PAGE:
Monday, June 6, 2005

Govt. Gets Cooperator in AIG-General Re Investigation

According to the Wall Street Jrl here, a General Re executive who lives in Ireland and worked there has agreed to plead guilty to a conspiracy count and provide the government with cooperation in their investigation.    A key issue here may be how much information this cooperating witness will be able to provide to the government. 

The cooperation here had two benefits to the Government.  First it may provide them with information to move the investigation a step forward.  Second, if they had planned to proceed against this individual, they can now do so without having to go through an extradition process.

(esp) (with thanks to Joe Hodnicki for also noticing this newsbreak)


UPDATE (6/6): The SEC filed a complaint against John Houldsworth that outlines the government's allegations and identifies the involvement of both former AIG CEO Maurice Greenberg and former General Re CEO Ronald Ferguson, both of whom asserted their Fifth Amendment privilege and refused to testify before the SEC.  The complaint (here) summarizes the case in this way:

This case is not about the violation of technical accounting rules. It involves the deliberate or extremely reckless efforts by senior corporate officers of a facilitator company (Gen Re) to aid and abet senior management of an issuer (AIG) in structuring transactions, having no economic substance, that were designed solely for the unlawful purpose of achieving a specific, and false, accounting effect on the issuer’s financial statements. The only economic benefit to either party of the transactions at issue was a $5.2 million fee – agreed to in an undisclosed side agreement – to be paid by AIG to Gen Re for putting this deal together. The "premiums" purportedly due AIG under the terms of the bogus transaction documents were merely window dressing and were in fact pre-funded by AIG to Gen Re in another undisclosed side agreement. Gen Re and AIG also created a phony paper trail to make it appear as though Gen Re had solicited reinsurance from AIG when, in fact, AIG had solicited the deal to manipulate its financial statements.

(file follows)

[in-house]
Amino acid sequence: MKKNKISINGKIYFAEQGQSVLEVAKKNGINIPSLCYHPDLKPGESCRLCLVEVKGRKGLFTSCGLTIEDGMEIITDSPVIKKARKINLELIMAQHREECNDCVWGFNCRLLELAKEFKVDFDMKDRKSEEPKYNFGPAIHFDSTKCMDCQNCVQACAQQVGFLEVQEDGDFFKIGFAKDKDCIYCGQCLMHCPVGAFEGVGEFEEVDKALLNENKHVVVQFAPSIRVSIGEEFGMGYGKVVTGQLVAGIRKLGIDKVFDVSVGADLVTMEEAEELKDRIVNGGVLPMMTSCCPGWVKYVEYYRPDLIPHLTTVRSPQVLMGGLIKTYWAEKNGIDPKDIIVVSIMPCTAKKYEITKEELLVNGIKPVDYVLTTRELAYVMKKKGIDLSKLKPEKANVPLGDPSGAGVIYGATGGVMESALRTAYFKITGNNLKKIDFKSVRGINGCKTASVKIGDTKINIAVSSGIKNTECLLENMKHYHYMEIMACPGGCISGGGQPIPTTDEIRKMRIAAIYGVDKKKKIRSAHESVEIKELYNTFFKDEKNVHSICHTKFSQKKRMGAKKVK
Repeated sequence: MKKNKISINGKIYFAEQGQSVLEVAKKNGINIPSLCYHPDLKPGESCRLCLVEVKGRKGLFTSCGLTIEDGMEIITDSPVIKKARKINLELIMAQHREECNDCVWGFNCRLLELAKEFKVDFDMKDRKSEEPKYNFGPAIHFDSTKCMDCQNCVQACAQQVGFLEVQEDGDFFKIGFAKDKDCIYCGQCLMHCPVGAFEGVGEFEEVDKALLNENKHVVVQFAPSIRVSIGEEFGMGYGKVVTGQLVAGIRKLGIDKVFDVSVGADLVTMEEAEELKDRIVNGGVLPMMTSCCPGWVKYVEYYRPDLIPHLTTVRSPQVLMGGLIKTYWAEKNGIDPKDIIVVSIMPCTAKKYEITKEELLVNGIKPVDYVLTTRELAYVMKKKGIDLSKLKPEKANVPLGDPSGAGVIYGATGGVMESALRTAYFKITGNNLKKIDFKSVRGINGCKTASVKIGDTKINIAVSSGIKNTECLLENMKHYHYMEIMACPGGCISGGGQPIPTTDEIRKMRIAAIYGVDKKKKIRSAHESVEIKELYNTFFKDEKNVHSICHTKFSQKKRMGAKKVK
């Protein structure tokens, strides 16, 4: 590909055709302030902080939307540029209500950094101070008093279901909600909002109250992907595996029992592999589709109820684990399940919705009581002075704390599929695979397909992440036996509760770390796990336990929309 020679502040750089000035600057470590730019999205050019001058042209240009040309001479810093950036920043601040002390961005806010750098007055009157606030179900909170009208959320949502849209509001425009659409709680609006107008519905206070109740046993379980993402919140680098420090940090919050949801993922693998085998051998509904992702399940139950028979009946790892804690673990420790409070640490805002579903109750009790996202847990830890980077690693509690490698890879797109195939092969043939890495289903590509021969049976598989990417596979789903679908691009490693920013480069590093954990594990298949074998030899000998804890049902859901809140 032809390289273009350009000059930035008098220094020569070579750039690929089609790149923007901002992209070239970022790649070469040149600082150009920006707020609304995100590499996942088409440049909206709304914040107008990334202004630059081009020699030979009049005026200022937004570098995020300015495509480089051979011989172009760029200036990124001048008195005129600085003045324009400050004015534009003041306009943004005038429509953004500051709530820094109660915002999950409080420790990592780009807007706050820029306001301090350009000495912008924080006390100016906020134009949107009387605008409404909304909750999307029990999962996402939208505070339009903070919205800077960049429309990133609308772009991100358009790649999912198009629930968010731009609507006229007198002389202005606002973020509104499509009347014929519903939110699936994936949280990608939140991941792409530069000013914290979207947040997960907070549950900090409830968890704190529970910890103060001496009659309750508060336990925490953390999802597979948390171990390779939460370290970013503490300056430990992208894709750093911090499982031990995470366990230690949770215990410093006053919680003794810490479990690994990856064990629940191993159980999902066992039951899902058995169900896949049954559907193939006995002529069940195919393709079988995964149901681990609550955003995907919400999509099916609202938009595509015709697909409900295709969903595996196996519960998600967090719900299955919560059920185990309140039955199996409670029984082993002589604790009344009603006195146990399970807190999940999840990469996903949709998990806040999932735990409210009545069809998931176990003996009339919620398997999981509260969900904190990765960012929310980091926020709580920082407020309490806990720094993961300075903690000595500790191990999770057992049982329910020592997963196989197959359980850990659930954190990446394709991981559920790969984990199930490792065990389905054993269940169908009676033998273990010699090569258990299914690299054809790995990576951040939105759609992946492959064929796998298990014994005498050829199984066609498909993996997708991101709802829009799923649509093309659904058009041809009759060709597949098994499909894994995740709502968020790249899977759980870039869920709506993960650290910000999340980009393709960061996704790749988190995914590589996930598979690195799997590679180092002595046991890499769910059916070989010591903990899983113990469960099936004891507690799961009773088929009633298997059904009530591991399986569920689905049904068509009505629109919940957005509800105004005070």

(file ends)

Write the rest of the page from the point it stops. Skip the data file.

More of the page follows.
The complaint does not identify Greenberg and Ferguson by name, but does describe their involvement in this way: "AIG’s then Chairman (the "AIG Chairman") called Gen Re’s then CEO (the "Gen Re CEO") to solicit help in structuring a transaction between AIG and Gen Re that would transfer $200 million to $500 million of 'loss reserves' to AIG by year end through a reinsurance arrangement between AIG and Gen Re."  The AIG side of the transaction clearly is based on information provided by AIG's former president of its reinsurance unit, Joseph Umansky, who testified before a New York state grand jury under an immunity grant (see earlier post here). The Houldsworth guilty plea brings the government one step closer to bringing a case against Greenberg and Ferguson, the top officials at the two companies involved in the transaction.  (ph)

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